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Nov 10, 2011 06:00 AM

"Low country" food in Charlotte and local specialities

We are spending 4 days in downtown Charlotte without a car. I saw there were some local bbq places (merts) and when I looked at the menus on-line there was a special section for low country fare. What is that? And is Merts the place to try it, or should we stick with bbq? Finally, what is the local (non-pork) speciality of Charlotte? I saw someone mentioned pimento sandwiches - is that one? I am not looking for fancy - just for down home.

Thanks in advance.

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  1. "Low country" refers to a regional cuisine found in coastal SC and GA. Its a sub-genre of southern cooking that features a lot of seafood (shrimp and grits being the most famous example of the genre) and a very strong African influence. Read more here:

    Merts probably has the widest selection of low country food in Uptown, although I'm sure it pops up on other menus here and there.

    I was unaware Mert's even sold bbq, and I'd advise against trying it there. If you want to try bbq, you can ride the light rail to either Mac's or McKoys, both decent enough, although not great. A short cab ride wil take you to Midwood Smokehouse, which is very good, imo.

    Other places to consider in Uptown (as we refer to our downtown) for soul/southern fare are Lola's, Simmons and Kings Kitchen.

    The concept of Charlotte's local specialty is much discussed, and the general consensus is that we don't have one. We have lots of good restaurants, but none focused on something readily identifiable as a local specialty. Livermush is probably the closest thing to a local specialty, although its really more a western-NC thing (much like Lexington-style bbq) than a Charlotte thing. Its a sausage like product made from hog liver and cornmeal.

    4 Replies
    1. re: Notaslavetofashion

      If you want to try shrimp and grits, the version at Savor Cafe on Morehead is very good. This is not a walkable destination, but also a short cab ride. They are also famous for the banana pudding - a Southern staple.

      I agree with Notaslavetofashion that if you want BBQ, go straight to Midwood Smokehouse. Another option for pork BBQ (not brisket on the menu) is Sauceman's on West Blvd - another short cab ride from center city.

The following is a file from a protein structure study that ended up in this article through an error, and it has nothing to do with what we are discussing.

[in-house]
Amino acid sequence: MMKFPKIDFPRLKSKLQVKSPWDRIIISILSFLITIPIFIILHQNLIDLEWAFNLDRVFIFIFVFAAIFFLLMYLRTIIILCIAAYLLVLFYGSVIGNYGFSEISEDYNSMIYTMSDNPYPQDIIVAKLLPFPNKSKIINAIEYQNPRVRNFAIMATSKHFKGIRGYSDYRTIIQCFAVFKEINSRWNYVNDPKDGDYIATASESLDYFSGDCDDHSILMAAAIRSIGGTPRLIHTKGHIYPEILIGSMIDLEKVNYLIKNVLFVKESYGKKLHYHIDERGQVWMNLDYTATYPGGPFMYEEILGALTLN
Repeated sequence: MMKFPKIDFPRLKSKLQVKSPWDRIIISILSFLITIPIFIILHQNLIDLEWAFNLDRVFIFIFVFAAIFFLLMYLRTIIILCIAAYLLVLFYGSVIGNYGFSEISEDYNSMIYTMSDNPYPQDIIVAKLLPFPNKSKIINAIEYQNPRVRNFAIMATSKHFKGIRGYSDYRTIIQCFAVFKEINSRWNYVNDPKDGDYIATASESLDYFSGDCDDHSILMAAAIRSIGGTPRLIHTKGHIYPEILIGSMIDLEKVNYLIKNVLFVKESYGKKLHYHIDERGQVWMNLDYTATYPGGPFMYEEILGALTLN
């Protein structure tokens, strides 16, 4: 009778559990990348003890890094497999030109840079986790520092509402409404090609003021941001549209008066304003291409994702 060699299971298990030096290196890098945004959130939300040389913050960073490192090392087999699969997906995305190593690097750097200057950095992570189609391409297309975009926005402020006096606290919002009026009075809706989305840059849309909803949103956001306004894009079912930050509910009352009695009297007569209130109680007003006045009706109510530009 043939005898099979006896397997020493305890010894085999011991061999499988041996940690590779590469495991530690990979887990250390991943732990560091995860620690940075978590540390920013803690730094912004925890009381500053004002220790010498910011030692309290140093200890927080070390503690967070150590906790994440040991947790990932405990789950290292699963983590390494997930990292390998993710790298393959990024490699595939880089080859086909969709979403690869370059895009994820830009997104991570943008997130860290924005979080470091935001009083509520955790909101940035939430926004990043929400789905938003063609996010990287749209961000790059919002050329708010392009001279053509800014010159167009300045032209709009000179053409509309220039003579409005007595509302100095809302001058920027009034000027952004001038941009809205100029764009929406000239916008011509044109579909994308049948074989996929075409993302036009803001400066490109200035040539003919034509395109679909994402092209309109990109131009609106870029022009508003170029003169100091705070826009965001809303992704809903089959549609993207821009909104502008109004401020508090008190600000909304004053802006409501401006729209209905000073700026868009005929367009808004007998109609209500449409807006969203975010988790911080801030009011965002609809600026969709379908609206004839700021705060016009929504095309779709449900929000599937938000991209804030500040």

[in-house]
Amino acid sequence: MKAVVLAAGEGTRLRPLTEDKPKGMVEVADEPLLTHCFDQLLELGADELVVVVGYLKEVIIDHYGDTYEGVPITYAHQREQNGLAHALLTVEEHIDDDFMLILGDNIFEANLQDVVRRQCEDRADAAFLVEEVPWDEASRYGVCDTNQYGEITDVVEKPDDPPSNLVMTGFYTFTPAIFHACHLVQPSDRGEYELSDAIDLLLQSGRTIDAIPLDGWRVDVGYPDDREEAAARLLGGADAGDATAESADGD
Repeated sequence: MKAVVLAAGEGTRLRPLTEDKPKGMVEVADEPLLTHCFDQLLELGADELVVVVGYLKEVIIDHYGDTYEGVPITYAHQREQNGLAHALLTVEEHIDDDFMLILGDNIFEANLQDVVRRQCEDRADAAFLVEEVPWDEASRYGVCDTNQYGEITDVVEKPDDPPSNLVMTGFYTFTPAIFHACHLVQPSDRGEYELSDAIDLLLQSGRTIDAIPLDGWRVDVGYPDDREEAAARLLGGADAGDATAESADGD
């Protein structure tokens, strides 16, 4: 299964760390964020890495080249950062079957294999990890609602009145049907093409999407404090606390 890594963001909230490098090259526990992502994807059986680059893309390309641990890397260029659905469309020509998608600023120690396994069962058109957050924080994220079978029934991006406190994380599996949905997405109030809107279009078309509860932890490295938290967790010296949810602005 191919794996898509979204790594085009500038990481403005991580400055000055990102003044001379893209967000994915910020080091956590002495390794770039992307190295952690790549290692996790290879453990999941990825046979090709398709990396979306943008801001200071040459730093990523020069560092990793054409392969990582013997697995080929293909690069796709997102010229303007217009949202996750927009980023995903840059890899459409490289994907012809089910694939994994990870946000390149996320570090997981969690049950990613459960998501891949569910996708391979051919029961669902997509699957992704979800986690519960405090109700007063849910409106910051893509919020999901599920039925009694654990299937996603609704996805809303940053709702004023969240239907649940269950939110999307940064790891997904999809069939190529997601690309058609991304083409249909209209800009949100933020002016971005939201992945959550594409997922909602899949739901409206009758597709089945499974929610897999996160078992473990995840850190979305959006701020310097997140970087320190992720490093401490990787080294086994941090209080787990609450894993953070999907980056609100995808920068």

Mert's is fine for some dishes but the best fried chicken is Price's Chicken Coop - closed Mondays! You can get to Price's via the light rail. Just realize there are no tables inside- carry out only. You will see locals sitting on their cars outside for their lunch fix.

      As for pimiento cheese sandwiches - you see them a lot. We do like our 'minter cheese sammiches down here! The aforementioned Savor Cafe makes a very good version of this as well - and you can get it served with the house made potato chips.

      One dish I had never seen before moving to Charlotte 20 years ago is fried pickles. I have lived in Texas, Tennessee, Georgia and Ohio and I had my first fried pickle at Wad's in 1992. If you want to try them, go to the Diamond in the Plaza-Midwood area - sorry but another cab ride!

      Price's Chicken Coop
      1614 Camden Rd, Charlotte, NC 28203

      228 West Boulevard, Charlotte, NC 28202

      1. re: hazardnc

        Those are all great suggestions by Notaslavetofashion and hazardnc. I don't have too much to add, but if you're looking for a pimiento cheese sandwich, you can take the lightrail to Common Market in the Southend (there's another in Plaza Midwood near a couple places mentioned in the other posts), which is right near Price's (mentioned by hazardnc) and order the Pimmy D-luxe, a delicioius pimiento cheese sandwich, grilled with bacon and tomato.

        1. re: hazardnc

          Another place for a pimiento sandwich or shrimp and grits (AND another cab ride) is DISH in Plaza Midwood. John's Country Kitchen (also in Plaza Midwood) is the place to try livermush, if you dare.

          Agree with hazardnc about fried pickles!

          Edit to add: Just remembered Green's Lunch in uptown. They also serve livermush and you can try a Southern style hot dog - chili, slaw, mustard and onions.

          John's Country Kitchen
          1518 Central Ave, Charlotte, NC 28205

          1. re: HungryDonkey

            Dish is very good and is a great example of traditional Charlotte cuisine, if there ever was such a thing.

      2. If you want a really good southern meat-and-three (the classic southern dish that pairs a protein with three side veggies - p.s. mashed potatoes and mac&cheese are "veggies" down here too), I recommend King's Kitchen over Mert's. King's passes the authentic taste test more than Mert's does, in my opinion. King's also sources locally more than Mert's does and is a non-profit charity.

        Whenever I have out-of-town non-Southerners down here as guests on business, they ask to eat at King's.

        I also underscore the statement that there's no good bbq in Charlotte. NC's bbq tradition is chopped pork, either western-style (vinegar-tomato-based sauce on smoked chopped pork shoulder), or eastern-NC-style (straight vinegar sauce on a chopped whole hog), both smoked over oak, hickory, or a combination of both, with no help from gas or electricity. You'll find neither authentic tradition in Charlotte. The best place to get a more generic-style disneyland tour of BBQ, and BBQ that's actually cooked over wood, is at Midwood Smokehouse, as mentioned previously. I would really try to go there as it's not too far without a car. There's no place in downtown that does BBQ (good or bad) within walking distance, unless you're literally talking about roasted meat smothered in BBQ sauce. But as the locals know, that's not bbq, that's meat with bbq sauce. Big difference.

        King's Kitchen
        129 W Trade St, Charlotte, NC 28202